Sony Xperia U Specs

Display Size and Resolution: 3.5 inches, 480 x 854 pixels, (280 PPI)
SoC: STE U8500
CPU: 1GHz dual-core Cortex A9
GPU: Mali 400MP
RAM: 512MB of RAM
Android version: Android 2.3 Gingerbread (upgradable to Android 4.0 Ice Cream Sanwich)
Internal Storage: 4GB
SD Card Slot: No
Primary Camera: 5 MP
Secondary Camera: VGA
2G Networks: GSM 850 / 900 / 1800 / 1900
3G Networks: HSDPA 900 / 2100 – ST25i
Dimensions: 112 x 54 x 12 mm
Weight: 110 g
Release Date: May 2012


Best bang for buck ratio
Dual-core processor
Very Crisp Display


Quite thick (12mm)
No SD card slot

Android Authority Coverage

Check out our coverage of this phone here.

LG Optimus 2X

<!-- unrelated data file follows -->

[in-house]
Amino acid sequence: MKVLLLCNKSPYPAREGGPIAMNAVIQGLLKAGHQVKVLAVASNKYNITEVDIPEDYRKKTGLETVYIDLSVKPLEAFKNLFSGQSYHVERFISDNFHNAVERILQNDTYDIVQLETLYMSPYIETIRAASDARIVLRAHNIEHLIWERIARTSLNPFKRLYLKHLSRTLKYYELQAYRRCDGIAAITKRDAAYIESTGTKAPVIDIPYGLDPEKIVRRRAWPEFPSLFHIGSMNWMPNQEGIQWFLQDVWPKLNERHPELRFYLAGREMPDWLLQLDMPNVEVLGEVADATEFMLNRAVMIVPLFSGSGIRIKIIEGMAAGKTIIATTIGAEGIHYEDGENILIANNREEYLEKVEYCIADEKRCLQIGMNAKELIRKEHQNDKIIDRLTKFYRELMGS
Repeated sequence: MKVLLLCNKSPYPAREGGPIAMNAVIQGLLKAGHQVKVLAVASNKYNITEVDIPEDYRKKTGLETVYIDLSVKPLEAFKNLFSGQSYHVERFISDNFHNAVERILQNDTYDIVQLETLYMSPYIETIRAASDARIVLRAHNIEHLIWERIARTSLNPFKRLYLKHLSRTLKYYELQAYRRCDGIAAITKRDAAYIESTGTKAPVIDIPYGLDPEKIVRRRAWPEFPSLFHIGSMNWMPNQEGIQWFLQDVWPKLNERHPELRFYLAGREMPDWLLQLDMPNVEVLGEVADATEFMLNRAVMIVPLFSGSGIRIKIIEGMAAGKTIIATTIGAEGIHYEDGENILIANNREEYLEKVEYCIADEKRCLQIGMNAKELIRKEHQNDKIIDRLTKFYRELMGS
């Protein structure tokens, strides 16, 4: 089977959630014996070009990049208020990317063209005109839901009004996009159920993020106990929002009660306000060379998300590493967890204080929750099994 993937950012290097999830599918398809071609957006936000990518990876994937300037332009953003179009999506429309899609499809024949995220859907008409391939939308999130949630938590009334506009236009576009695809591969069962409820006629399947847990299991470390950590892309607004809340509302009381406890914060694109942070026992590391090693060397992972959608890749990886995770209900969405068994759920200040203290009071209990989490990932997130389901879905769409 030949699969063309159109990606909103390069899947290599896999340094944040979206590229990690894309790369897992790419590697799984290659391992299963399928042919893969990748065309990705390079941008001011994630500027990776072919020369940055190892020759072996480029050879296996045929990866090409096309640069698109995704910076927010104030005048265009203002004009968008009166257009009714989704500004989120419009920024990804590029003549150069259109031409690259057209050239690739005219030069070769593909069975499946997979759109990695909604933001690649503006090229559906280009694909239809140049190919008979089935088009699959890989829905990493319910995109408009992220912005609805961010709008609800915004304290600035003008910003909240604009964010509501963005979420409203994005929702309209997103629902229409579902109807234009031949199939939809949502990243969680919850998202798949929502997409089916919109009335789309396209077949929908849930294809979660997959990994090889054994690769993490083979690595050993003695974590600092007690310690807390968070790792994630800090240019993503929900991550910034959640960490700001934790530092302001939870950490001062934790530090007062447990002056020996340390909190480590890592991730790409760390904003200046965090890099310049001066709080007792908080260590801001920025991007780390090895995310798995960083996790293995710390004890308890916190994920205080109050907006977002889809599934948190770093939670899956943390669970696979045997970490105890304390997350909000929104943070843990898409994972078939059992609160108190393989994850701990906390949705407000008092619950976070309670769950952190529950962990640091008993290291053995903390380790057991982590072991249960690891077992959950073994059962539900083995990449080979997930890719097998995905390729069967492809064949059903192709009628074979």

Many of you might not know this, but the LG Optimus 2X (In some places, the LG Optimus 2X is also known as the LG P990 Star or as the LG P990 Optimus Speed) was the first smartphone ever announced to use a dual-core smartphone. Sure, that happened more than one year and a half ago, meaning that the Optimus 2X is not exactly on par with newer dual-core smartphones, but it’s still a decently powerful smartphone, one that you can buy new and unlocked for around $240. At that price, I’m going to go ahead and claim that the LG Optimus 2X is one hell of a deal, as it is considerably faster than any other smartphone you’ll encounter at this price range. In many ways, it actually tops the Galaxy S2, and it is also scheduled to receive an Android 4.0 Ice Cream Sandwich update at some point during Q3 2012. Considering that the original Galaxy S did not make on this list thanks to a >$300 price tag, there’s only one more thing I can say: Big up LG!